COLLECT – (2002MR):
Omnipotens sempiterne Deus,
fac nos tibi semper et devotam gerere voluntatem,
et maiestati tuae sincero corde servire.
Those of you who are able to enjoy approved celebrations of Mass also according to the 1962 typical edition of the Missale Romanum will without question instantly recognize that this is the Collect for Sunday in the Octave of the Ascension.
ICEL (1973 translation of the 1970MR):
Almighty and ever-living God,
our source of power and inspiration,
give us strength and joy
in serving you as followers of Christ.
In your trusty Lewis & Short Dictionary you will learn that the complex verb gero means many things though basically it is “to bear, wear, carry, have”. However, in the supplement to the great L&S, Souter’s A Glossary of Later Latin, we find that after the 3rd century A.D. it is “to celebrate a festival, etc.”. This is confirmed in Blaise’s work on liturgical Latin vocabulary; we again find that gero is “celebrate”. The L&S says that in a construction with a dative pronoun (such as tibi) and morem (from mos as in the infamous exclamation O tempora! o mores!) it can mean “perform someone’s will.” It might be today’s tibi…gerere substitutes devotam voluntatem for morem. A close examination of L&S shows also that servio (“serve”) is one of those verbs constructed with an “object” in the dative case rather than accusative. This is the reason for the dative case of maiestas in our prayer.
Do you remember that maiestas is often synonymous with gloria? Early Latin writers such as Hilary of Poitiers, Ambrose and in early liturgical texts, use this concept for far more than simple fame or celebrity or splendor of appearance. A liturgical Latin gloria can be the equivalent of biblical Greek doxa and Hebrew kabod. Latins also translated doxa with the words like maiestas and claritas. This “glory” and “majesty” is a power of God that transforms us into what He is. It is a sharing with us of His own glory. Our contact with Him through the sacraments begins a transformation which will continue in the Beatific Vision. When God wished to speak with Moses His Presence would descend on the tent/tabernacle in a cloud of glory (Heb. shekina). Moses’ face would shine radiantly from his encounters with God and had to be covered with a veil. The shekina remains with us architecturally in our churches even now… in some places at least. Even more than the burning presence lamp, a baldachin over or a veil covering the tabernacle is the sign of the Real Presence.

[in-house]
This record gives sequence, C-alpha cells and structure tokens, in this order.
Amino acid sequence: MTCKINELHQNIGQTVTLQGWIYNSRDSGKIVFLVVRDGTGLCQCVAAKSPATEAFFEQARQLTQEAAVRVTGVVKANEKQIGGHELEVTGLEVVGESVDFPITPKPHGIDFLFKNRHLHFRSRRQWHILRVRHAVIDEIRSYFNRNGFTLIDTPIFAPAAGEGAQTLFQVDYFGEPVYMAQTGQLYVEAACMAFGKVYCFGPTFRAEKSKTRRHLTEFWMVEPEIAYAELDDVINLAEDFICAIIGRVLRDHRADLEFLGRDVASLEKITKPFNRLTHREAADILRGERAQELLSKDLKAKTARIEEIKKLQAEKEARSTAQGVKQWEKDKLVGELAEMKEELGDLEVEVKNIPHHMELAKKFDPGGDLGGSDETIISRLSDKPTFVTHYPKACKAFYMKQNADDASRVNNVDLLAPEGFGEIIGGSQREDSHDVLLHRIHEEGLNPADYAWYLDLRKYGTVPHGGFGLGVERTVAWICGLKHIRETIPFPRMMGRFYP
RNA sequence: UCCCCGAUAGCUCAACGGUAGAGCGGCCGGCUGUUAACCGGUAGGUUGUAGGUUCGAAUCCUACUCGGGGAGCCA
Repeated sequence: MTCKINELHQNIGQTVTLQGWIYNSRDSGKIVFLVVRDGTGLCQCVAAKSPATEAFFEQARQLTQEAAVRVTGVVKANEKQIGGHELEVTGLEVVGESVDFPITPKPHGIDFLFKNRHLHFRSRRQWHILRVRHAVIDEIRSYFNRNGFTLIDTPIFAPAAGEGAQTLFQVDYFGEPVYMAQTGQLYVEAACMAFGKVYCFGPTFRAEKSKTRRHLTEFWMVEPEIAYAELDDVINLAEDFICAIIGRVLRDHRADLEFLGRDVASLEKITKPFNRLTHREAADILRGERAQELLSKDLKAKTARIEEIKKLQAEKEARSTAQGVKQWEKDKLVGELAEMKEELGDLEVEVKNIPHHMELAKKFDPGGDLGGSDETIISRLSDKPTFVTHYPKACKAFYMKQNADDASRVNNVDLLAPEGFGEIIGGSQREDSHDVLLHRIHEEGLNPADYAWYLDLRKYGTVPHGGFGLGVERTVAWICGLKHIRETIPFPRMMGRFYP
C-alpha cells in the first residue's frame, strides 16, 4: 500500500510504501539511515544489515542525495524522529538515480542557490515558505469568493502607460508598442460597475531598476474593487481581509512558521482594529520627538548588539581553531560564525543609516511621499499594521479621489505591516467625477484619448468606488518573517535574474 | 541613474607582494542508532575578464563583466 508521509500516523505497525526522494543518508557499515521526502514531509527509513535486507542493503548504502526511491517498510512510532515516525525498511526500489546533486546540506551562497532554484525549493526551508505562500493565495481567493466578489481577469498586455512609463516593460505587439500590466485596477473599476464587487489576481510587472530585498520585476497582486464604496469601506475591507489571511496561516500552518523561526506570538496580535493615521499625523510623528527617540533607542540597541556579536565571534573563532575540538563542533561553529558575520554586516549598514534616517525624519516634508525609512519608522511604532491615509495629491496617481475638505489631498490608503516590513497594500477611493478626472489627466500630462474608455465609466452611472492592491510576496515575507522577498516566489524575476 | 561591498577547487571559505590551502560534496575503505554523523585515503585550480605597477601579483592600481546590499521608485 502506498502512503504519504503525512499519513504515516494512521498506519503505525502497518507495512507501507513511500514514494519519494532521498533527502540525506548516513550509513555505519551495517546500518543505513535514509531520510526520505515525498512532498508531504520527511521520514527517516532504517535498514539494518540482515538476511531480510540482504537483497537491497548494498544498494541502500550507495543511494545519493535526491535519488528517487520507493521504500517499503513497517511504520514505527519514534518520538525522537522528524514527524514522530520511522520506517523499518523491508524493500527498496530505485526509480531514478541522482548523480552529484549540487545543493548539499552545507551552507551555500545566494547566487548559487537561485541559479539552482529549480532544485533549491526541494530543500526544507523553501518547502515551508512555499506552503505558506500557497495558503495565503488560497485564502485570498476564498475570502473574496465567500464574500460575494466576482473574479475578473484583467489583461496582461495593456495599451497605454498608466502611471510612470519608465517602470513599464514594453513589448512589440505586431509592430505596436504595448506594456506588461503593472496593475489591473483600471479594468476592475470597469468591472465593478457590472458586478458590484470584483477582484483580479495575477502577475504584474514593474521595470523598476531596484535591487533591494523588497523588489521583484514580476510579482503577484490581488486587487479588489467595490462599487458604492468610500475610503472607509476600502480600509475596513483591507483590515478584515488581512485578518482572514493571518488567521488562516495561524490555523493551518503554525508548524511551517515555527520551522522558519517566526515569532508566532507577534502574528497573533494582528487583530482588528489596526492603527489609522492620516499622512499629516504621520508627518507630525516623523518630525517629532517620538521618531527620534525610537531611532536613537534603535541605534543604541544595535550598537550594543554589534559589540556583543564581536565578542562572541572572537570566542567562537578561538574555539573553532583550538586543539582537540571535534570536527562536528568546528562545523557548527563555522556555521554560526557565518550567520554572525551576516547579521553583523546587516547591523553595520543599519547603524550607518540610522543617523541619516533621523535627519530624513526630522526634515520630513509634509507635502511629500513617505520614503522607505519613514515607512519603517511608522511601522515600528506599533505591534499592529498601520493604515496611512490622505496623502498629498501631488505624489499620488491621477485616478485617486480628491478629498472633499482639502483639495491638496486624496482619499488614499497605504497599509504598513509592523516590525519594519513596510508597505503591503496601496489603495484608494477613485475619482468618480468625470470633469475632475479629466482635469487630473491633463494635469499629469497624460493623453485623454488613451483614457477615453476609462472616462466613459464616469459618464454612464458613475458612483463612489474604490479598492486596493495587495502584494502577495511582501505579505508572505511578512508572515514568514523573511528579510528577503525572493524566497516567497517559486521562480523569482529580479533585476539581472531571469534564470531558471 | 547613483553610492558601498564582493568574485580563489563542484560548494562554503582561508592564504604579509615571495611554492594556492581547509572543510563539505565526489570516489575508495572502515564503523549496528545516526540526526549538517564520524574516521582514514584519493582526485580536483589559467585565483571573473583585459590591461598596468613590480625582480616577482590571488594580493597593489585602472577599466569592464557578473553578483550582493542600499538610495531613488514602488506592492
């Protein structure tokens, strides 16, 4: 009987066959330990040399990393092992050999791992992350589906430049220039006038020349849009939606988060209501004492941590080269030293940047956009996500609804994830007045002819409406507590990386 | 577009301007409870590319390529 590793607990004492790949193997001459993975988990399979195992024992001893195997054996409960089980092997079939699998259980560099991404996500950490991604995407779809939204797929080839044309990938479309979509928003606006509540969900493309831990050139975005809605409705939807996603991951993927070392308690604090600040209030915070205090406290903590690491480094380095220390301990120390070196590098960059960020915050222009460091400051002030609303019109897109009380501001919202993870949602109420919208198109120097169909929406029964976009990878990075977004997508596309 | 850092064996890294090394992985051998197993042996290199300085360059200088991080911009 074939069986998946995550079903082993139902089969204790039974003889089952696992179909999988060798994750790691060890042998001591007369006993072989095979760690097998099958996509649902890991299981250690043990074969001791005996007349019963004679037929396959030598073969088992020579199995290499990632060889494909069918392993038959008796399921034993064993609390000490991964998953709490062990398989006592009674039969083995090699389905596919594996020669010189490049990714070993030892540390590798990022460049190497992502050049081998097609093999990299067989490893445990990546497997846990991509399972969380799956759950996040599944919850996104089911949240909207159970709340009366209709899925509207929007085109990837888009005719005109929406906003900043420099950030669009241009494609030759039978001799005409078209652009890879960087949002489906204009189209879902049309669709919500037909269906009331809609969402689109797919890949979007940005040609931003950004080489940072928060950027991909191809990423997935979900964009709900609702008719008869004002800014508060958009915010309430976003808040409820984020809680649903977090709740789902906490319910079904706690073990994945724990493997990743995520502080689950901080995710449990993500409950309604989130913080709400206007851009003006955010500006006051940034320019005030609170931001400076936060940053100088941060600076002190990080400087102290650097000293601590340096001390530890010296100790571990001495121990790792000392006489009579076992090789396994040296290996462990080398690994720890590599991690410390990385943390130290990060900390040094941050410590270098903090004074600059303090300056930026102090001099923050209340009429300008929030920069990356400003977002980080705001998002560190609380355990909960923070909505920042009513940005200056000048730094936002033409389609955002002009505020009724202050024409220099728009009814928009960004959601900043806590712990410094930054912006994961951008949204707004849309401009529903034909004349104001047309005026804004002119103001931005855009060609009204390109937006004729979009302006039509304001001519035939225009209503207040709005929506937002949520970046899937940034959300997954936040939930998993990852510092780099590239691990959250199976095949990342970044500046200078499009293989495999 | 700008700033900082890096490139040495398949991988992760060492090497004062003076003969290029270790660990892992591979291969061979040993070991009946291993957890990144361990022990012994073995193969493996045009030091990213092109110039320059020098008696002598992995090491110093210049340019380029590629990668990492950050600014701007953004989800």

When we enter the holy precincts of the church, our encounter must transform us. We must be well prepared to meet the Lord there. The new, corrected translation (or the use of Latin with good hand missals) will help in this regard.
It would also help to have the tabernacle front and center, and kneel at Communion rails, but I digress.
Almighty eternal God,
cause us always both to bear towards you a devout faith,
and serve your majesty with a sincere heart.
Today’s Collect brings to my mind a beautiful fresco by Piero della Francesca in a little town near Arezzo, Italy called Monterchi. The unique fresco is called “La Madonna del Parto”.
This important work shows Mary great with Child, a subject rare in Renaissance painting. One meaning of the Latin verb gero is precisely “to be pregnant” as in gerere uterum or partum.
In the fresco, on both sides twin angels in Renaissance dress delicately lift tent-like draperies to reveal La Madonna standing with eyes meditatively cast down, one hand placed for support on her hip, as women are wont to do in later weeks, and the other hand upon her unborn Child.
The fresco, this incredible depicting of Life, ironically originally in a cemetery chapel, evokes a baldacchino and the veil of the tabernacle. It calls to mind the tent in the wilderness where the Ark with the tablets and its golden angelic cherubim were preserved, where Moses spoke to God and his face shown with God’s splendor. Mary also is Ark of the Real Presence, the Tabernacle in which Christ reposed. She, like the tent of the Ark, was overshadowed.
Our Collect this Sunday can remind us to look to Mary, the Mother of God and Mother of the Church, our Mother. She is the perfect example of service coming from bearing a devout faith. In the faithful way she lived her life Mary gives us a model of preparation for service.